My father received a kransekake (wreath cake) for his 70th bithday from a Norwegian-American friend. Dad is known for being a very hard to please gift recipient. However, the kransekake gift was a huge hit. He was honored and delighted with his kransekake. Our whole family was very impressed that a non-professional had created a special celebration cake which not only looked and tasted unique but also celebrated Norwegian heritage. We were inspired to try to bake our own kransekake.
We purchased a set of kranseke pans consisting of six aluminum forms. Each of the forms had a whole in the center and three concentric indentions which created rings in graduating sizes from the center outward. We opted not to purchase the regular vs. the non-stick version of the pans.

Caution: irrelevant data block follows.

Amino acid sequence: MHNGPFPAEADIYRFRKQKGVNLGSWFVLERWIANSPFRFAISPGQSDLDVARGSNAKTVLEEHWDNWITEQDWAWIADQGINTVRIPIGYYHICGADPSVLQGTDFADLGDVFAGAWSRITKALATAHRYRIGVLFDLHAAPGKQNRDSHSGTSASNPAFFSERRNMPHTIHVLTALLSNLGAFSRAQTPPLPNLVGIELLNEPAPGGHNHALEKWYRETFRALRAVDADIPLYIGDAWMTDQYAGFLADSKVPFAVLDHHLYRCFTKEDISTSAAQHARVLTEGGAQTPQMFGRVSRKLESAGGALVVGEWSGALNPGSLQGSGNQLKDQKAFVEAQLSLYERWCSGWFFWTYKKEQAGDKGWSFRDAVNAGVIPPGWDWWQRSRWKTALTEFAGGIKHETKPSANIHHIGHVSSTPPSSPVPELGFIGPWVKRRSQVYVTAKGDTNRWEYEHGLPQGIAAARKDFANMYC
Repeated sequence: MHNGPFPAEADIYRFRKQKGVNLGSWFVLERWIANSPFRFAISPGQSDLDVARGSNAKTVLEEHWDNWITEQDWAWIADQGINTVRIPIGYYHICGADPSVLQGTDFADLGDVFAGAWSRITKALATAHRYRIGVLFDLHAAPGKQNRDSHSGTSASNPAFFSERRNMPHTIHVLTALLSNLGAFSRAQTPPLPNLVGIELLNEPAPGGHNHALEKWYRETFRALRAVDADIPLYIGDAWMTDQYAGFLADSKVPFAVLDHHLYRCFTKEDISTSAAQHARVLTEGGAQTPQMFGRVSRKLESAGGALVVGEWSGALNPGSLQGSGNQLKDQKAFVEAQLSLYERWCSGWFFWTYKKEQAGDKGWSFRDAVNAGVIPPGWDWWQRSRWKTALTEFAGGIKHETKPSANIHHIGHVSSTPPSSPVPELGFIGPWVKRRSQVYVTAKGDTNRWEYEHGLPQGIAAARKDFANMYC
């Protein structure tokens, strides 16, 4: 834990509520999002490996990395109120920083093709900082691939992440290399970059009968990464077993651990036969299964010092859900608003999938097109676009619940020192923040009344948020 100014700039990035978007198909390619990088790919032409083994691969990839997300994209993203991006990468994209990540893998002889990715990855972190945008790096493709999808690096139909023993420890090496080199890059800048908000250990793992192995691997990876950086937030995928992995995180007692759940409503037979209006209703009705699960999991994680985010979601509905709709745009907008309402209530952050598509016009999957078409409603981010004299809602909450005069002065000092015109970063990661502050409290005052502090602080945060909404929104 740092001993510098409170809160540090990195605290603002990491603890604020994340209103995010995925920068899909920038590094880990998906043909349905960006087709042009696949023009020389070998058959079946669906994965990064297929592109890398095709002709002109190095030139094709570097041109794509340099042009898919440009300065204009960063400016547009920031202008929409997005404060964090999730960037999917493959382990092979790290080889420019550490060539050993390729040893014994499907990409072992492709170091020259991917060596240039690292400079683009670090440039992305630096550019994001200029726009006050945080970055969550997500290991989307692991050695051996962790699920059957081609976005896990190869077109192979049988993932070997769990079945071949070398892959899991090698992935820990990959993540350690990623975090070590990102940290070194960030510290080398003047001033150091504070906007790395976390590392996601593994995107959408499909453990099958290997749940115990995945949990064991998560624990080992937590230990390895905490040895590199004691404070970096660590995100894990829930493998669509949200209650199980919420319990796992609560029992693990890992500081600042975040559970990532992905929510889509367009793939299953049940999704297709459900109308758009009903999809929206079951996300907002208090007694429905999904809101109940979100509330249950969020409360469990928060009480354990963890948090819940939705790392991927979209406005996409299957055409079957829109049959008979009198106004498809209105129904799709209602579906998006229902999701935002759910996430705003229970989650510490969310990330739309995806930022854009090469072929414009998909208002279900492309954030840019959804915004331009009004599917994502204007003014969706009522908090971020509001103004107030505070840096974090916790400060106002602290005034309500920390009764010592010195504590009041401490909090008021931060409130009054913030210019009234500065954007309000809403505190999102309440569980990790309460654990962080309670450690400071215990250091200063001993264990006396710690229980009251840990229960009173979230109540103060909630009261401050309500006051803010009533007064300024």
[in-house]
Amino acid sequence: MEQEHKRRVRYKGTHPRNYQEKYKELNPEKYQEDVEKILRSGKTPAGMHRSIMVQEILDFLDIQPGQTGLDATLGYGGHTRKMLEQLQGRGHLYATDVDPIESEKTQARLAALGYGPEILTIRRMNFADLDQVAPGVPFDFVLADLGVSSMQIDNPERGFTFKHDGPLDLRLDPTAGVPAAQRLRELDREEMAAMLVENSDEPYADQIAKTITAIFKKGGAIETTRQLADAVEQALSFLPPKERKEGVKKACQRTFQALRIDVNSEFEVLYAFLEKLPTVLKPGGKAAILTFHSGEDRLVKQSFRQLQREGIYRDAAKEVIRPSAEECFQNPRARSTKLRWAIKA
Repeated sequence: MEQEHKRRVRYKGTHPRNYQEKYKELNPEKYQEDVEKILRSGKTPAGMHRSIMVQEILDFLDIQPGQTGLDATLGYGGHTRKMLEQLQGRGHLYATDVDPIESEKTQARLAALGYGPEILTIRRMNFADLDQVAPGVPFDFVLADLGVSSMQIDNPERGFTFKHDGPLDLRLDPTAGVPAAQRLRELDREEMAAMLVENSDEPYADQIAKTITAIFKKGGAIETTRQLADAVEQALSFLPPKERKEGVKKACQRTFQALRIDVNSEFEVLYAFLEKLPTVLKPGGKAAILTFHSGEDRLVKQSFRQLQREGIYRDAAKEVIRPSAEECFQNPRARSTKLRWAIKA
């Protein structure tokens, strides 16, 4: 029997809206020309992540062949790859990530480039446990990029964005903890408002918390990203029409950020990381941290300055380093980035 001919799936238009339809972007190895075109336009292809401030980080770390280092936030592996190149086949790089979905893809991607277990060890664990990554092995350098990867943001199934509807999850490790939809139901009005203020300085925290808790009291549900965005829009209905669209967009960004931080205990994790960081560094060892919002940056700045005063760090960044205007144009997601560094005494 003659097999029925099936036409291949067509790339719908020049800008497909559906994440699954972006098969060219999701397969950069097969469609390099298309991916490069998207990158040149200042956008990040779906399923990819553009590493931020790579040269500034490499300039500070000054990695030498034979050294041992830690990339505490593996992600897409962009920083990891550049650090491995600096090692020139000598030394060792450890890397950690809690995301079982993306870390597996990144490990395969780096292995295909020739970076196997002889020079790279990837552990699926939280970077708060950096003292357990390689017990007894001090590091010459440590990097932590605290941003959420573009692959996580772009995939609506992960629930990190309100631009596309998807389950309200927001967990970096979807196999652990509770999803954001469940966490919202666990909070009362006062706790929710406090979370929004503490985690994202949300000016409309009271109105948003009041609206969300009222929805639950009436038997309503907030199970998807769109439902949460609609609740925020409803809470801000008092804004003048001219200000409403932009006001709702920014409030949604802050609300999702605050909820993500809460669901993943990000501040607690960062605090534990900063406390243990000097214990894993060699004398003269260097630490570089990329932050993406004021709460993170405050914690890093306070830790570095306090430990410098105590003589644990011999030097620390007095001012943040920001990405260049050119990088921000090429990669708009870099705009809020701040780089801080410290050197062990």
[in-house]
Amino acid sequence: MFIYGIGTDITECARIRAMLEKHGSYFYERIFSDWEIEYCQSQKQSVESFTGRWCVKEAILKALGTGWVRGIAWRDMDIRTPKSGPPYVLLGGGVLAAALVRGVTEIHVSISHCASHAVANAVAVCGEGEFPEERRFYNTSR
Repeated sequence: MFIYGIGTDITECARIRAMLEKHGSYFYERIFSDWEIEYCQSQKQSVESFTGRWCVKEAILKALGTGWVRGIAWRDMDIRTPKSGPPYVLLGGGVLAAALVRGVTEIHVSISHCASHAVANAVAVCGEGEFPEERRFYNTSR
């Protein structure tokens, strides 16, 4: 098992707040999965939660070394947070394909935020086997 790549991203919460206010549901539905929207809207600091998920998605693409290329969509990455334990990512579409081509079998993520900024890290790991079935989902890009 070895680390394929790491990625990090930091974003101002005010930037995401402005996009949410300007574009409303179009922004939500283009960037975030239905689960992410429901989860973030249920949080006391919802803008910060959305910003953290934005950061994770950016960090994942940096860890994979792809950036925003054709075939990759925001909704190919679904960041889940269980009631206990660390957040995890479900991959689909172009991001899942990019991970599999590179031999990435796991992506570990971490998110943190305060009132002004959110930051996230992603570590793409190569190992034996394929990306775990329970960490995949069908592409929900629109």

We found a recipe for kransekake which seemed simple enough: almond paste, confectioners sugar and egg whites were the only ingredients. The almond paste was hard to find and very expensive. Our initial efforts at baking kransekake resulted in all three of the rings sticking to one another. Pieces broke as we pried them from the pans. Nevertheless, the pieces were quite tasty even if we weren’t yet able to readily create a kransekake.
We continually explore online resources and talk with other kransekake bakers as we tinker with our recipe and techniques. While we are not yet masters, we’ve accumulated enough expertise to have conquered the basics of kransekake. We can readily make nice dough and bake pretty rings which easily release from our pans. Here are some of the tips we use:
I encourage you to try to bake your own kransekake. Don’t despair if your first efforts aren’t a complete success. Keep at it and I’m sure you too can conquer kransekake. Also, please let me know if you discover any new tip to help me on my journey toward becoming a kransekake master.
Cooking & Baking >